Agbiz disappointment by ANC resolution on land expropriation

File image.

File image.

The ANC announced the move at its national conference, where Deputy President Cyril Ramaphosa, emerged as party leader replacing President Jacob Zuma.

The Agricultural Business Chamber (Agbiz) on Thursday said it notes with “disappointment and deep concern” the resolution by the African National Congress (ANC) to begin the process of amending the constitution to allow for land expropriation without compensation.

Outgoing ANC economic transformation subcommittee head, Enoch Godongwana, cited the slow pace of land redistribution as the reason the ruling party agreed to make amendments to the constitution and Land Restitution Act to pave the way for the state to expropriate land without compensation.

Presently, the constitution says the state may acquire land for public purposes, but the seller must be compensated at a market-related price for the land.

Reacting to the announcement, the  Dr John Purchase, the Agbiz chief executive officer, said: “Agbiz has noted with disappointment and deep concern the resolution adopted by the ANC elective conference to amend the constitution of South Africa to effect land expropriation without compensation, albeit subject to certain caveats and conditions regarding sustainability”.

“The negative impact on commercial farmers, the finance and agribusiness sectors, food security and the economy of the country as a whole would potentially be catastrophic, while the resolution will undermine property rights, investment into the broader sector and the proper functioning of the land market.”

Purchase said there are far better ways of achieving accelerated land reform with less risk to investors, or to loss of business confidence in the sector, and that these proposed models should be meaningfully tested and implemented.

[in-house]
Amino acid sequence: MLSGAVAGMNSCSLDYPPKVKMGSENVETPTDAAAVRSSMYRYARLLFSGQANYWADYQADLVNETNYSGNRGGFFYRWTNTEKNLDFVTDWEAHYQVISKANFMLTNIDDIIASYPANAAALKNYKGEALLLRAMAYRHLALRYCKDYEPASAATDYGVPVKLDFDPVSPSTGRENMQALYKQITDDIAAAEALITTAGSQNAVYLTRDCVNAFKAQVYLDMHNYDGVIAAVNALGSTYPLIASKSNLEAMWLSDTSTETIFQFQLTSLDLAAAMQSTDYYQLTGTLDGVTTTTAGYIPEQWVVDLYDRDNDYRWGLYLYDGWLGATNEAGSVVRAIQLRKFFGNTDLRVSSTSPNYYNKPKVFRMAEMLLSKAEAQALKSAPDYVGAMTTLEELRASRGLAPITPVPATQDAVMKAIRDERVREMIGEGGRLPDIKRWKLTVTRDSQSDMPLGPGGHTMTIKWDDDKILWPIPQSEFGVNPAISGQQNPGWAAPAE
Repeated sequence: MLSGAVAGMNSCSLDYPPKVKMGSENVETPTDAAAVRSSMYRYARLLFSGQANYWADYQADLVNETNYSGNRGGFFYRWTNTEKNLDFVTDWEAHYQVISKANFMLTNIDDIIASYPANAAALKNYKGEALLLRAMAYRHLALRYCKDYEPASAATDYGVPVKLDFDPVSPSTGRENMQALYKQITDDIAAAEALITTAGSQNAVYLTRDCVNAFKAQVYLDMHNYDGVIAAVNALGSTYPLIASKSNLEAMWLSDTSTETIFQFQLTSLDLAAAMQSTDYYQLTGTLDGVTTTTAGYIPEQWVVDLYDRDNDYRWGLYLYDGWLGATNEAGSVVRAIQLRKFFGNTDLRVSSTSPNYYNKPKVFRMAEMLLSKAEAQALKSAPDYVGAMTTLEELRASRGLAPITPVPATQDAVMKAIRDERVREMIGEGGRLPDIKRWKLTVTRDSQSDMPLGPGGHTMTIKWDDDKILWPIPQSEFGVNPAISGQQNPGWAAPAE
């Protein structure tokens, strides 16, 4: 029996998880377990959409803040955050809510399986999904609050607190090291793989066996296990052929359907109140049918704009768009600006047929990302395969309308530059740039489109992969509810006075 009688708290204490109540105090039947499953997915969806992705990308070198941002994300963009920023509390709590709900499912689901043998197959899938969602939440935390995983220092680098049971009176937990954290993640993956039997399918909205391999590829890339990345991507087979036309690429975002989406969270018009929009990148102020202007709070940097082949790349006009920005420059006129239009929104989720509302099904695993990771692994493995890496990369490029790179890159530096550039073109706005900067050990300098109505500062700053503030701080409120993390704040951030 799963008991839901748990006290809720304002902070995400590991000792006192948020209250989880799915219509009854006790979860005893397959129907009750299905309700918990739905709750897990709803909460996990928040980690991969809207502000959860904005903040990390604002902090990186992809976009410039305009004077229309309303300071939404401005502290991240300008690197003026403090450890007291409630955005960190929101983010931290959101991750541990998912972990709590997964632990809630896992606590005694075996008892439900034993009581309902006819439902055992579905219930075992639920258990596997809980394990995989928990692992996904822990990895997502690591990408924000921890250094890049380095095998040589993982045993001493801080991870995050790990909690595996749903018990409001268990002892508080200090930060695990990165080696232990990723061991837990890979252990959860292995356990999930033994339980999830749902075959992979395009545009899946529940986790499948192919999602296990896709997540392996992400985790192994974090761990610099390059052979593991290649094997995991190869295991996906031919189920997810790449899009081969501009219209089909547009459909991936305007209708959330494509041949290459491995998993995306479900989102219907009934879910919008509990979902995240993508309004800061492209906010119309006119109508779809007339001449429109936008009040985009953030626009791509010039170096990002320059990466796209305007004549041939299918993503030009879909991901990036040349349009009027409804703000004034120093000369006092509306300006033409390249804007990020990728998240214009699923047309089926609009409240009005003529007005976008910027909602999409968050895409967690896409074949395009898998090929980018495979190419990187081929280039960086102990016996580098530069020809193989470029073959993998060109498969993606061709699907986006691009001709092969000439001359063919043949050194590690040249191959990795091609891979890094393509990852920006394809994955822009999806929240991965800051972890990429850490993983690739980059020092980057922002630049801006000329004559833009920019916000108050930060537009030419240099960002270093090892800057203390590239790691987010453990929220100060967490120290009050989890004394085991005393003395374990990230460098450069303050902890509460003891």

“The perceived slow pace of land reform is primarily due to poor programme design and implementation.”

The Agbiz ceo said a high-level panel chaired by former president Kgalema Mothlante found that budgetary constraints were not the biggest obstacle to achieving meaningful and sustainable land reform.

Purchase warned that such an amendment to the constitution will not resolve the real challenges hampering land reform in our country.

“With regard to today’s resolution and certain clarification comments on the matter at the ANC Conference, Agbiz will await the details of the proposed plan and consider the outcomes of future engagements with the ANC and other stakeholders.

Purchase said Agbiz welcomes the call to further engagement on this highly contentious issue and on the sustainability test that will need to be investigated and thoroughly researched to ensure evidence-based policy formulation.

“This approach would be in line with that adopted in the recently released Report on Key Legislation by the High Level Panel, chaired by former President Kgalema Motlanthe. Agbiz also welcomes the call that no illegal occupation of land will be tolerated,” said Purchase.

– African News Agency (ANA)

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